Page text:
You might have heard it said before that your website should be your hardest working employee. I agree that having an effective website is really helpful when it comes to building and growing a successful business.
And the good news is that an effective website really only needs to do one thing: give visitors a great experience so they keep coming back and/or take the actions you want them to take.
That said, there are three essential elements that contribute to a great user experience on your site. So in this post, I’m sharing those three elements and giving you simple steps to take to make sure your website is doing its job as your hardest working employee.
Element #1: Direction to next steps.
Every page and post on your site should include some sort of next step people can take. In other words, there shouldn’t be any “dead ends” on your site.
People are busy and they’ve got a million things that can distract them at any moment. Because of this, you want to make sure your website is directing people’s attention toward the next steps you want them to take.
Of course, you want to limit the various “next steps” someone can take on a given page, so you don’t overwhelm them. The idea here is just to give people a couple things they can do such as:
- View a related post or resource when they finish reading a blog
- Connect with you on another platform when they scroll to the bottom of your home page
- Opt into your most popular freebie by clicking a button on your About page
Providing visitors with direction to the right next steps will help people to build trust and connect with your brand.
Action step: Pick one of the examples above to add to your own website so visitors are directed to a next step they can take to connect further with your brand.
Element #2: Easy paths to take action.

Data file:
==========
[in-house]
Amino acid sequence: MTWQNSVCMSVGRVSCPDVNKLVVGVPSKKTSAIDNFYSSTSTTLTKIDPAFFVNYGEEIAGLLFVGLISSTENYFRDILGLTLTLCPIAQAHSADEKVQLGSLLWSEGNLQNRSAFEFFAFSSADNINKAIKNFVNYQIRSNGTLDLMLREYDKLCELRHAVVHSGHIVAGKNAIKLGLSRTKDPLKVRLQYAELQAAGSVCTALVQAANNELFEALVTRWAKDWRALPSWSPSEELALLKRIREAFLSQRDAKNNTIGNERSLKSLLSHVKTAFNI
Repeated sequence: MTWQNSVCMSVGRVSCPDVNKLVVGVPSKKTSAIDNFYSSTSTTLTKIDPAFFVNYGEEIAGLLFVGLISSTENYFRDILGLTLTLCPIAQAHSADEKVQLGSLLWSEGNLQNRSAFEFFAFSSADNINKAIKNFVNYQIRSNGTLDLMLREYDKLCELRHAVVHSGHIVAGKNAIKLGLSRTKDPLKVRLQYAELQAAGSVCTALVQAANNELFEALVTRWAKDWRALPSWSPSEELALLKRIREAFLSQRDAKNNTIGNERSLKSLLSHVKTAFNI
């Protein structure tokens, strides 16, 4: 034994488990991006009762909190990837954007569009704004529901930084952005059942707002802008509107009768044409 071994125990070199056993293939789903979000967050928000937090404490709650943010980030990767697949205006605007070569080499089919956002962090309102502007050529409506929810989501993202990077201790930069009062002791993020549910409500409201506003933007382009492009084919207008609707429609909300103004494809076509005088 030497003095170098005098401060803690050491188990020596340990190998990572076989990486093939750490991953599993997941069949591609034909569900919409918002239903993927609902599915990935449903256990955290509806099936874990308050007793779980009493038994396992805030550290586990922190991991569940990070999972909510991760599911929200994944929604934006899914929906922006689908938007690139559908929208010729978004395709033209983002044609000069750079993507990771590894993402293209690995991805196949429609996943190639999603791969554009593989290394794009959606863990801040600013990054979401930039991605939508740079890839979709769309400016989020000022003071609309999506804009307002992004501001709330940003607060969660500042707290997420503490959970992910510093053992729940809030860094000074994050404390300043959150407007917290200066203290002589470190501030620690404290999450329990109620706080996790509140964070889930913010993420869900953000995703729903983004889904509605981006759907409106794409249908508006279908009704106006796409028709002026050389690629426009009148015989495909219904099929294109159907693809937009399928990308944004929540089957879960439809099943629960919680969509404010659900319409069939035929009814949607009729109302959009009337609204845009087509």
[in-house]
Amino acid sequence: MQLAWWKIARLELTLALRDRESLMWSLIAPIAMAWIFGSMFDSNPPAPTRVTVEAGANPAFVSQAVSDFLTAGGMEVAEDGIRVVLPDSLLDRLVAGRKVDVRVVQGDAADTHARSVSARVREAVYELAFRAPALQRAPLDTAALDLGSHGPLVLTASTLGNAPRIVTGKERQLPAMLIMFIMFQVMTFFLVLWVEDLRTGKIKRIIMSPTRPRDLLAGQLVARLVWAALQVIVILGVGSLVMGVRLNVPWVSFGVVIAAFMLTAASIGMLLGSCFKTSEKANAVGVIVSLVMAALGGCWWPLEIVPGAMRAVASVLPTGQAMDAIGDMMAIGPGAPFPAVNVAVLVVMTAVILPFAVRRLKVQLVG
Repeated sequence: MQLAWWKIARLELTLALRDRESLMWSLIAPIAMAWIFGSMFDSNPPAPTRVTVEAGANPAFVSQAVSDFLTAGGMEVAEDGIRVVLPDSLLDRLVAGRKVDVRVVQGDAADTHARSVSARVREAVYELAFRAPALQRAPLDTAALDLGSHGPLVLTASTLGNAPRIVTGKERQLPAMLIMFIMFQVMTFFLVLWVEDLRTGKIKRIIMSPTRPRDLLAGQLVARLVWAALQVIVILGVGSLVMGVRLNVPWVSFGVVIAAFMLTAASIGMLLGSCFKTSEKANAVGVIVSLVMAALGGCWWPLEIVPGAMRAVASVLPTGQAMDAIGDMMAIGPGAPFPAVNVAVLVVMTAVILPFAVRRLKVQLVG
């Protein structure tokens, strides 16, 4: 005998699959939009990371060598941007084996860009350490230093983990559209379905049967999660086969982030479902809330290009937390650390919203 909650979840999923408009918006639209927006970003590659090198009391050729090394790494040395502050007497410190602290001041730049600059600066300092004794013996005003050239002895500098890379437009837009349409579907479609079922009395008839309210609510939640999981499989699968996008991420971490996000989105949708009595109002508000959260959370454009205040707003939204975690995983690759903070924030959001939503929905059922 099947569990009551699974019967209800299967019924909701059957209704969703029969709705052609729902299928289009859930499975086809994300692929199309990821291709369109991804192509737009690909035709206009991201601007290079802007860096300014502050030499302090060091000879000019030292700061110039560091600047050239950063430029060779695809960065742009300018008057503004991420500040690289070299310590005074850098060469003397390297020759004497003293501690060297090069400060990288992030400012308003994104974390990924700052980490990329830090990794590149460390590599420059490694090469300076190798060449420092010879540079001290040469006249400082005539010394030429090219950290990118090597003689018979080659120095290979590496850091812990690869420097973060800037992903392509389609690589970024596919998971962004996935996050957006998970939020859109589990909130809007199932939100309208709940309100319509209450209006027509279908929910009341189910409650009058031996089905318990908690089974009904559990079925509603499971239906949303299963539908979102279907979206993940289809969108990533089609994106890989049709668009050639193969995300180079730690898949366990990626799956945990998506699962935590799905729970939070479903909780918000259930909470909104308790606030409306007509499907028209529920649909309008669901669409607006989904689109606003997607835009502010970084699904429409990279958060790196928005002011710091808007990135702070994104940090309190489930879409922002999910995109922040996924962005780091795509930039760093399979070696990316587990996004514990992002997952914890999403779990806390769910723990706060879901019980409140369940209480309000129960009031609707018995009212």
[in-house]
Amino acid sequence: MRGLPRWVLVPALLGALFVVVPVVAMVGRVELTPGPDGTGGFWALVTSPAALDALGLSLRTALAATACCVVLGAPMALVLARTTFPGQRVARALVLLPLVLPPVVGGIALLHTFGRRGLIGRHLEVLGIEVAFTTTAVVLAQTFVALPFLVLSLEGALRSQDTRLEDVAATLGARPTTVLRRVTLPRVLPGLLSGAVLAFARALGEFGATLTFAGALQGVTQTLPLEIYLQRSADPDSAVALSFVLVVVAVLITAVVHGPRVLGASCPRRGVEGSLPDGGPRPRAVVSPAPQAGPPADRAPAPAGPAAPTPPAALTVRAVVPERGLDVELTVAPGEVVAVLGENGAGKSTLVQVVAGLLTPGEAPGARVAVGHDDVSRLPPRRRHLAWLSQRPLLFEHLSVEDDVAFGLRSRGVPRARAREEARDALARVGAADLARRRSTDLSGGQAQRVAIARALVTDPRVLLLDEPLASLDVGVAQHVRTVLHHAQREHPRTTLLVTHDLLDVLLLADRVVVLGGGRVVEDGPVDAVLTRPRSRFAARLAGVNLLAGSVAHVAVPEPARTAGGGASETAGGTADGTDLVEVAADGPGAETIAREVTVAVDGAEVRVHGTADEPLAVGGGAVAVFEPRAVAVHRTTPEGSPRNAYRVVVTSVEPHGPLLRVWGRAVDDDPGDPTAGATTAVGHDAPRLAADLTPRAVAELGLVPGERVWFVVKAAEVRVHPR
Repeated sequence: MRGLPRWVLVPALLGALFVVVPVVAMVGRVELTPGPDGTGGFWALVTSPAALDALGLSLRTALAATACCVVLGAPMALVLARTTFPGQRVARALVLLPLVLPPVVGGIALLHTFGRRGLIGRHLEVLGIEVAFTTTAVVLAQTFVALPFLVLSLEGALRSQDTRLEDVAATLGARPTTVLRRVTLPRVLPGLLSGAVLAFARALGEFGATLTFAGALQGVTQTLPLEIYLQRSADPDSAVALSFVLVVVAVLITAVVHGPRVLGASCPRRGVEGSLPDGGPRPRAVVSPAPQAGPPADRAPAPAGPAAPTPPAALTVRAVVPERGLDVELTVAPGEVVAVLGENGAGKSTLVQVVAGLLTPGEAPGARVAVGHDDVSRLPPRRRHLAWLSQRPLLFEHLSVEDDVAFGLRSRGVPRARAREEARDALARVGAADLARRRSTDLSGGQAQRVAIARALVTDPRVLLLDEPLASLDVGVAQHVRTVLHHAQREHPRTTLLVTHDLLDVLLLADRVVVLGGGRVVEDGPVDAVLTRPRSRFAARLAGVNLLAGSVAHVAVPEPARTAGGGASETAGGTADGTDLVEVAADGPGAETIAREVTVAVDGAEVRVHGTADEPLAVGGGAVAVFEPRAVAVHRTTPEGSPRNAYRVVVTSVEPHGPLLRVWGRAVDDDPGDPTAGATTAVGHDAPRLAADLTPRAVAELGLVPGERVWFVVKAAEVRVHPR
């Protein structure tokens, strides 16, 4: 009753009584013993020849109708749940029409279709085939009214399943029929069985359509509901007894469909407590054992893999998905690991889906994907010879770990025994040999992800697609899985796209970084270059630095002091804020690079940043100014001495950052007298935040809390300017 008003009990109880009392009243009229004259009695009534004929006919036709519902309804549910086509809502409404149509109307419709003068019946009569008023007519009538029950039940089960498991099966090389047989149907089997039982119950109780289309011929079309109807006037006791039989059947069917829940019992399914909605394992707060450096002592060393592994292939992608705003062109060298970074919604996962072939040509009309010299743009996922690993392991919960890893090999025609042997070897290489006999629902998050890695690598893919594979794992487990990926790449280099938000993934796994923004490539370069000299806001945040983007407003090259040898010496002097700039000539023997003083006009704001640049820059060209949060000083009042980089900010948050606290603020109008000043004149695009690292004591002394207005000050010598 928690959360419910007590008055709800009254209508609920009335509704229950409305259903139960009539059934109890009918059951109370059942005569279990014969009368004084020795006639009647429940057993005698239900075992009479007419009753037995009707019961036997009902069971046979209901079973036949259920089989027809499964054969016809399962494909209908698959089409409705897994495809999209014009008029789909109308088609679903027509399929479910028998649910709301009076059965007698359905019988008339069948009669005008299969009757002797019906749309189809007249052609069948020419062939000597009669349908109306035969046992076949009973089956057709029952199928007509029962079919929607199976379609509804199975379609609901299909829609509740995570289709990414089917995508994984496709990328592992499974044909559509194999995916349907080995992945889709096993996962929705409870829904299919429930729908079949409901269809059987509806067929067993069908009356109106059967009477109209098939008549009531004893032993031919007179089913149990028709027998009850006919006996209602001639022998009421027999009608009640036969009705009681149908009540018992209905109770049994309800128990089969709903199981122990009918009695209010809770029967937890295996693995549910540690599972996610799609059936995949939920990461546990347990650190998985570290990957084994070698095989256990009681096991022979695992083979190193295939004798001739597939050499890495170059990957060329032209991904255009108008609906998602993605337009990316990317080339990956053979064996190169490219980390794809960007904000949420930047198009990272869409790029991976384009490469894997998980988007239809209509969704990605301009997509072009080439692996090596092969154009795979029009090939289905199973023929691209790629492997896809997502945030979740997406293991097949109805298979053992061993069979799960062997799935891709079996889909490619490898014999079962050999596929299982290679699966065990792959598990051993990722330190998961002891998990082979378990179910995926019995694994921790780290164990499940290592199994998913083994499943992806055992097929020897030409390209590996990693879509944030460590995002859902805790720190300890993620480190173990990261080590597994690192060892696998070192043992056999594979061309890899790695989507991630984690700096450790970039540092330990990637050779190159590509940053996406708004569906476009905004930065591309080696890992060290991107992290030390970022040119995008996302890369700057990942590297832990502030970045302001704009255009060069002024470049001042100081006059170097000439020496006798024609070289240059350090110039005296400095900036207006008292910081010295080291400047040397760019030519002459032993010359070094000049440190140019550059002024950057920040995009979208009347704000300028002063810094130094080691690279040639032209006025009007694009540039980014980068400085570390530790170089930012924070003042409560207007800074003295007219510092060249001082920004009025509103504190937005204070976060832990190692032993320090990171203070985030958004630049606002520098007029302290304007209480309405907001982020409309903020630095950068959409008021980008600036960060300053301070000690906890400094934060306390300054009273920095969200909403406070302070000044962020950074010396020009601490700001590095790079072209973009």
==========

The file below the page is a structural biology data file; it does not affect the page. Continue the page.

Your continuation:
Like I mentioned before, everyone is busy and it doesn’t take much for people to get distracted. So, when you want visitors to take a certain action on your site, make it easy for them.
A good rule-of-thumb here is to reduce the number of clicks it takes for someone to do whatever it is you want them to do on your site.
For example, I often have free resources or paid ebooks that relate to the topics of my blog posts. When this is the case, I’ll include a couple sentences at the end of the post directing people to the related resource or ebook. I’ll also include a button that takes them directly to the page where they can download or buy. I don’t turn half the blog into a mini-sales page, and I typically don’t send them to a landing/sales page where they have to take another action to get what they want.
This works well for my business, but in general just remember that the more steps someone has to go through on a “path” to take an action you want them to take, the more likely you are to lose people along that path.
Action step: Pick one action you want people to take when they visit your site. Maybe it’s opting into your email list by downloading a freebie, or buying a mini-course or booking a free call. Walk through the process yourself and count the number of steps somebody has to go through to take that action. See if there’s a way to make that “path to take action” easier for your site visitors.
Element #3: A consistent and inviting look and feel.
When someone (especially someone who isn’t already familiar with your brand ) visits your website you want the experience to look and feel good — similar to the way you would want things to look and feel good if someone new was visiting your home.
Your website should be inviting. After all, if you decided to have new friends over for dinner you would likely clean and straighten things up a little bit before they arrived. Similarly, having an organized site with a clean design will make it inviting to visitors.
Your website should also have consistent design elements throughout. Most people keep a consistent design theme in their home (for example, you wouldn’t expect someone to have a nautical kitchen and a modern/minimalist living room and a boho bedroom). Similarly, you want keep design elements (like colors and fonts) consistent on each page of your site. If you have a brand style guide, stick to it on your website so that visitors know they’re in the right place.
Action step: Check out this video case study of personal trainer’s site for examples of the three essential elements in this post. If it gives you additional ideas about how you can improve the user experience on your site, share them in the comments below and then pick one to take action on!